Nearly two dozen states are scheduled to raise minimum wages for millions of employees in the new year.
The Federal Government Raises the Minimum Wage
President Joe Biden and several radical Democrats have previously called for a $15 minimum wage in the United States. Biden upped the minimum salary for federal contractors to $15 per hour by issuing an executive order, the minimum wage has been raised to $11.25 per hour (86 FR 51683) in April. At the end of January, the hike will take effect.
Last February, however, efforts to enact a countrywide federal increase were thwarted when the Senate parliamentarian ruled against including a minimum wage hike in the Covid-19 relief package. Following the Senate parliamentarian’s verdict, independent Senator Bernie Sanders of Vermont proposed an amendment in March to attempt to have the minimum wage rise included. Even though the amendment’s prospects of success were already poor due to the Senate’s tight split, eight Democrats voted against it. Moreover, one of the Democrats who voted against the proposal was West Virginia Senator Joe Manchin.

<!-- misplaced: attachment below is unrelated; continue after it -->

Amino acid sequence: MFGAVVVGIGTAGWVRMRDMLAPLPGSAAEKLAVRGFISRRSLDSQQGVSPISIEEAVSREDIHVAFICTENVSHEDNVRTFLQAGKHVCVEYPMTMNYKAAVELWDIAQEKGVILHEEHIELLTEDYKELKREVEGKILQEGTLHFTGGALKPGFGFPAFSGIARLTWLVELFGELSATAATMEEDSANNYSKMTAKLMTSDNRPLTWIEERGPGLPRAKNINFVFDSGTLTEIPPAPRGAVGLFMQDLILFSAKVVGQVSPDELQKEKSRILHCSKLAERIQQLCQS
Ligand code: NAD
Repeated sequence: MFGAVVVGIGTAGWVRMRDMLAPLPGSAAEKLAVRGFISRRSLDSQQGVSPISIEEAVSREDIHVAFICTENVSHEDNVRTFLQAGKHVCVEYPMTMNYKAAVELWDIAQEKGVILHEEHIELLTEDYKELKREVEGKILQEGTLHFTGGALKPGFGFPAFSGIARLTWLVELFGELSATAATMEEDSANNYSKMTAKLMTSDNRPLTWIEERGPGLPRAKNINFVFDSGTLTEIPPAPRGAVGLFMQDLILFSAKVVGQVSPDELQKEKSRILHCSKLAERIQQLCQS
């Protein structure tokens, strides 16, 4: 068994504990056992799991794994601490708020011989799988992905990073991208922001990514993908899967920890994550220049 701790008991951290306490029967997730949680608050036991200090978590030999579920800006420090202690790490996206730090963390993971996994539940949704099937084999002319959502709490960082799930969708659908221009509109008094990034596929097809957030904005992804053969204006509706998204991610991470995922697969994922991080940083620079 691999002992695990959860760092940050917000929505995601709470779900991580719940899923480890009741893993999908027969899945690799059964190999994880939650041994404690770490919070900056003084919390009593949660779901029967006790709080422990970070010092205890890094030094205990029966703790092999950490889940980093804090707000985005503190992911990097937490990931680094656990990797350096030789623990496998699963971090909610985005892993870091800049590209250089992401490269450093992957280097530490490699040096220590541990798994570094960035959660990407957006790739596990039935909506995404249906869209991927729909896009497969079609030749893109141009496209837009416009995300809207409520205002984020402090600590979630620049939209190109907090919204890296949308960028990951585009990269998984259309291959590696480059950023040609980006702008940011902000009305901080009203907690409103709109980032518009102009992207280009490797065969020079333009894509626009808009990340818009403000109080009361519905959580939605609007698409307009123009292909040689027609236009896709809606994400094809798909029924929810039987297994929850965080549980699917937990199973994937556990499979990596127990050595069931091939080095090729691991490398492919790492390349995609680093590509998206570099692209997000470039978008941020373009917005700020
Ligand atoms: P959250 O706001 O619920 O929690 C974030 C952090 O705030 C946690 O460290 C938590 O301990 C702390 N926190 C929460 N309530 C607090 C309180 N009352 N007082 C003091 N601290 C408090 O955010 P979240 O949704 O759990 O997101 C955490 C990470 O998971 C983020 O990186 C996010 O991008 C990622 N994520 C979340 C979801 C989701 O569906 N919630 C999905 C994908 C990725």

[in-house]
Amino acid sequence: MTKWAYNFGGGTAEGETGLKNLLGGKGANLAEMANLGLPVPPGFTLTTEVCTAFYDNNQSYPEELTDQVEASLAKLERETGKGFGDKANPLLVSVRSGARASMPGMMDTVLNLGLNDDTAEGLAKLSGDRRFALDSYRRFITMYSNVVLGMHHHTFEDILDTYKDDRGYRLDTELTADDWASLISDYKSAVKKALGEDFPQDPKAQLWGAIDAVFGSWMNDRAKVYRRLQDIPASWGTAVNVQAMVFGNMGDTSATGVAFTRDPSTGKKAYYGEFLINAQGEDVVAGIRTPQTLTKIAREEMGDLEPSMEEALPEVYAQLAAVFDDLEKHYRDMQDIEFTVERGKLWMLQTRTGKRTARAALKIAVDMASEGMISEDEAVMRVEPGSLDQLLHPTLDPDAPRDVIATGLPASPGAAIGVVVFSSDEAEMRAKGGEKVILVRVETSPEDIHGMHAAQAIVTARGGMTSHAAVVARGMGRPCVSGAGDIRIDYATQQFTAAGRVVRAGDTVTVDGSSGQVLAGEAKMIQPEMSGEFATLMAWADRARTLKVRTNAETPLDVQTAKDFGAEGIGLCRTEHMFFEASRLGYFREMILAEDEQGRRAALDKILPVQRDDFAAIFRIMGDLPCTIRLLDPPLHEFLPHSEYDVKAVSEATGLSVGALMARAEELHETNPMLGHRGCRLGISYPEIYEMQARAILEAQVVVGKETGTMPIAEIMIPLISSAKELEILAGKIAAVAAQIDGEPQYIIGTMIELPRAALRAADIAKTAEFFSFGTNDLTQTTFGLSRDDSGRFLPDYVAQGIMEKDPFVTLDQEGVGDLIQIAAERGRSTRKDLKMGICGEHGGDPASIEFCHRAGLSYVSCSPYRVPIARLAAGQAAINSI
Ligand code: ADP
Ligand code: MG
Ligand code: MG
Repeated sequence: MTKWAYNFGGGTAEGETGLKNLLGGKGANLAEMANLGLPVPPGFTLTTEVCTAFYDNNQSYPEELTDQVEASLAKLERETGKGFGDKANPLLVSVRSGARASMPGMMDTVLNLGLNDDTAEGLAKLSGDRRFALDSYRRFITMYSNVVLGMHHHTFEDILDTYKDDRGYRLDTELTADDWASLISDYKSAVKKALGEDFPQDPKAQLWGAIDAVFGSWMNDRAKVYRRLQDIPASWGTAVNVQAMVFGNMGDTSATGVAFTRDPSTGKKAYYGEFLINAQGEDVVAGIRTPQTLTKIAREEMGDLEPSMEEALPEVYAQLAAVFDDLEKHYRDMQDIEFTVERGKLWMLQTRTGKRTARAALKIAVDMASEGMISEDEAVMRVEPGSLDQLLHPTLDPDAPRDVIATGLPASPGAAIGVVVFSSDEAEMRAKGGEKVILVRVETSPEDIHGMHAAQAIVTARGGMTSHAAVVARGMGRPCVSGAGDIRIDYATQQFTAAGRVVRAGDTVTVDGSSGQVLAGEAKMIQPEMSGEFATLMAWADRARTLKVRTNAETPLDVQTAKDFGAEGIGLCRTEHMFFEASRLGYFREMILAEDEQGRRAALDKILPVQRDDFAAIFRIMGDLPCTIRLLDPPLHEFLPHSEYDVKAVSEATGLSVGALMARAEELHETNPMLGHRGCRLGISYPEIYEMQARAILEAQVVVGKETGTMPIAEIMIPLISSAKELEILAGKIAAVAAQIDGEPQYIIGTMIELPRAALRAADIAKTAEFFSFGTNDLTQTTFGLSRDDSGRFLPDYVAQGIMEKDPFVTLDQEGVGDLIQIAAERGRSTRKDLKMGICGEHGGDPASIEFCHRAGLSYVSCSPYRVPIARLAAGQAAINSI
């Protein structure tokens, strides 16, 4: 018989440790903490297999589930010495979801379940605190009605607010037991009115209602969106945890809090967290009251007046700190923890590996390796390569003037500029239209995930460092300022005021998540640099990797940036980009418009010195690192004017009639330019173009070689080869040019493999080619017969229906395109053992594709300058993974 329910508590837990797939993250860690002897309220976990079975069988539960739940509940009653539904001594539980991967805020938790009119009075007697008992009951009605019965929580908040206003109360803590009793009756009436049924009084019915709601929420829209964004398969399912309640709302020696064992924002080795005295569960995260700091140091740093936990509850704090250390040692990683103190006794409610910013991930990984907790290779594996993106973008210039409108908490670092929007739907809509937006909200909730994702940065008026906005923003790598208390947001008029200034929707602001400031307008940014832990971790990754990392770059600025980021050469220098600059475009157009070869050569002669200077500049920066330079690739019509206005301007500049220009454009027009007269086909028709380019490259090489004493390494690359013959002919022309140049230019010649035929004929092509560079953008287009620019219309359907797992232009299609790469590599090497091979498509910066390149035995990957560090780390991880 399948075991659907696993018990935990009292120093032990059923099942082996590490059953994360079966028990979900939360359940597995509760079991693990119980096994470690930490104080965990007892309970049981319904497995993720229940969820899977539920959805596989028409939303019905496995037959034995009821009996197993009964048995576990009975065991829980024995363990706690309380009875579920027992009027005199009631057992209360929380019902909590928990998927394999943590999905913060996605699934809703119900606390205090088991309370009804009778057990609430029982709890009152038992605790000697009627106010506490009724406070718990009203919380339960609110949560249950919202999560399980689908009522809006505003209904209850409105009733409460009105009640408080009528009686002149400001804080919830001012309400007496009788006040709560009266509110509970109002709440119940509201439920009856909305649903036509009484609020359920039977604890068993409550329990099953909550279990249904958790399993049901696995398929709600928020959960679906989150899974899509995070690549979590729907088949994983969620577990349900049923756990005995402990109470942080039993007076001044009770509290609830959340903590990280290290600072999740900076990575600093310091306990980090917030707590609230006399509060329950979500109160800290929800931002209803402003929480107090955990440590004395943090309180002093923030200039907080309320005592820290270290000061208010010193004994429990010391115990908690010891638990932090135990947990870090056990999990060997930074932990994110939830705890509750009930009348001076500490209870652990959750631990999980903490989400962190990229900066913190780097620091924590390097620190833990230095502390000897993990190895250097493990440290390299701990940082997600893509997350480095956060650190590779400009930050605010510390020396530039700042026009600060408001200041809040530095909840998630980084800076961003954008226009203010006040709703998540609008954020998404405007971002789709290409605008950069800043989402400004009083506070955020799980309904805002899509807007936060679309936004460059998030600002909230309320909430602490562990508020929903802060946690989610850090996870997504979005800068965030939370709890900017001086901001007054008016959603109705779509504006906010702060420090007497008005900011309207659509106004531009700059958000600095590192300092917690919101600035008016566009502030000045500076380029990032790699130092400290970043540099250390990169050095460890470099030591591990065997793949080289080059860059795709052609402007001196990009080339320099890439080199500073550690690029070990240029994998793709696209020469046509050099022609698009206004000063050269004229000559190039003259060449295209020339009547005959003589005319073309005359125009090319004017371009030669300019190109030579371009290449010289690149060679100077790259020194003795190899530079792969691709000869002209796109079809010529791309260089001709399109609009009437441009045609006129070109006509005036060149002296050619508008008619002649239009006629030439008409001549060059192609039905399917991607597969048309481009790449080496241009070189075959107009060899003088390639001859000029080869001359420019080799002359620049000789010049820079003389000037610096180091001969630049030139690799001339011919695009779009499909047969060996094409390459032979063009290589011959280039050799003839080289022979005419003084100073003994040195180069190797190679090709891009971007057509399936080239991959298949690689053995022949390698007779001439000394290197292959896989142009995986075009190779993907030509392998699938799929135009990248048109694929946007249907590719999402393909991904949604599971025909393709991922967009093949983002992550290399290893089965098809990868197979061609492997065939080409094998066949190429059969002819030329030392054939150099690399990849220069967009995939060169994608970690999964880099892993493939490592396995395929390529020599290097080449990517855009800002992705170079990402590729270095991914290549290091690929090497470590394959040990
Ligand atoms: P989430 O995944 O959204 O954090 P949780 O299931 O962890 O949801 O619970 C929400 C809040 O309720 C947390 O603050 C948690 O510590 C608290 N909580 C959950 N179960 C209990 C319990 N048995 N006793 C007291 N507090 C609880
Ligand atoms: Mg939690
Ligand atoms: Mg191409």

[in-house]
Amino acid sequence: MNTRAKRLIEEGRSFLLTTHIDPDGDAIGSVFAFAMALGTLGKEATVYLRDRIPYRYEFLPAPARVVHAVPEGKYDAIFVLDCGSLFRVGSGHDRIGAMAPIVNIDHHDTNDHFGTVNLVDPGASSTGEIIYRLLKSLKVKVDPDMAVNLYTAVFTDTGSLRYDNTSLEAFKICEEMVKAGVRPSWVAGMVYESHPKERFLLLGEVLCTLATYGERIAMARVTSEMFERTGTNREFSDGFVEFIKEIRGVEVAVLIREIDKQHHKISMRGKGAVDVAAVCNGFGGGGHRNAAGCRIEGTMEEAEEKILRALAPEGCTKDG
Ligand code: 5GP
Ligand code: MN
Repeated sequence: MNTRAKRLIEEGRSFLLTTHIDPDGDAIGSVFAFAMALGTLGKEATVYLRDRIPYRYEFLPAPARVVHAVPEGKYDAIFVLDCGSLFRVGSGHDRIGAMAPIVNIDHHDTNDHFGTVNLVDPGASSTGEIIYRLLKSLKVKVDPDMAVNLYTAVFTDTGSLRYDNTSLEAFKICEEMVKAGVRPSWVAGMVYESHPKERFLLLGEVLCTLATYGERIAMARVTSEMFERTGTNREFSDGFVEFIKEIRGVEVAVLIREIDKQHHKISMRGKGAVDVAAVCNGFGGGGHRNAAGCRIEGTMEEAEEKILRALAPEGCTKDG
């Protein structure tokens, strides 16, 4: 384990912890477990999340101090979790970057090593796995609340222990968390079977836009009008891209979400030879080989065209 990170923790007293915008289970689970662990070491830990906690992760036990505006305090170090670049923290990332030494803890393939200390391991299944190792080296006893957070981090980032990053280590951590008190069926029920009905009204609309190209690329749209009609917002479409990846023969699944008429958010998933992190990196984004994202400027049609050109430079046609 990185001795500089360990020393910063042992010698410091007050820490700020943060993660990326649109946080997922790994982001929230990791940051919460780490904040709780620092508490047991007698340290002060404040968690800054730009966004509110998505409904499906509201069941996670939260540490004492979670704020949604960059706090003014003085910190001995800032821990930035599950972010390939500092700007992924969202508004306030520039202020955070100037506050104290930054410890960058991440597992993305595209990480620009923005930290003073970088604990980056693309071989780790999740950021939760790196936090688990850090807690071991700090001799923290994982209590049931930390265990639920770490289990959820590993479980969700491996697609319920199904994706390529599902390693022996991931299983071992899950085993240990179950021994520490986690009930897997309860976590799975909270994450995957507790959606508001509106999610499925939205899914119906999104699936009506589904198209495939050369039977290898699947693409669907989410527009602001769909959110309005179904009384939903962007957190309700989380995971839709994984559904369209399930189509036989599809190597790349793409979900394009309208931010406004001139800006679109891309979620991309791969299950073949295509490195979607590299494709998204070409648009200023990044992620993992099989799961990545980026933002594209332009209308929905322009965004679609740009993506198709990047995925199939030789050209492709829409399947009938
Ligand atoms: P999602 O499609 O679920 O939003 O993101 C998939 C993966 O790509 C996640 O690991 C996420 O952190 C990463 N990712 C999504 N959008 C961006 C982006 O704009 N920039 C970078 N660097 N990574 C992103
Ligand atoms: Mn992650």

Furthermore, Biden insisted the $15 minimum wage will be a big help for people out of poverty. “A $15 minimum wage would lift, on the net, nearly 1.3 million individuals out of poverty,” according to the Congressional Budget Office in 2019. Some private companies have taken it upon themselves to increase their minimum wages. In September, Walmart raised its minimum wage to $12 per hour and Amazon hiked its average starting rate to $18.
21 States To Increase Minimum Wage
In the U.S, 21 States begins to raise the minimum wages, the hikes are part of a plan in New York and seven other states to boost minimum wages to $15 in the coming years. According to research from payroll specialists at Wolters Kluwer Legal & Regulatory US, a firm that offers financial, compliance, and regulatory information, the additional states are California, Delaware, Illinois, Maryland, Massachusetts, New Jersey, and Rhode Island.
Other state-mandated wage increases, places like Arizona, Colorado, Maine, Minnesota, Montana, Ohio, South Dakota, Vermont, and Washington are due to automatic cost-of-living adjustments based on inflation, and other state-mandated wage increases are due to previously approved legislation or ballot initiatives.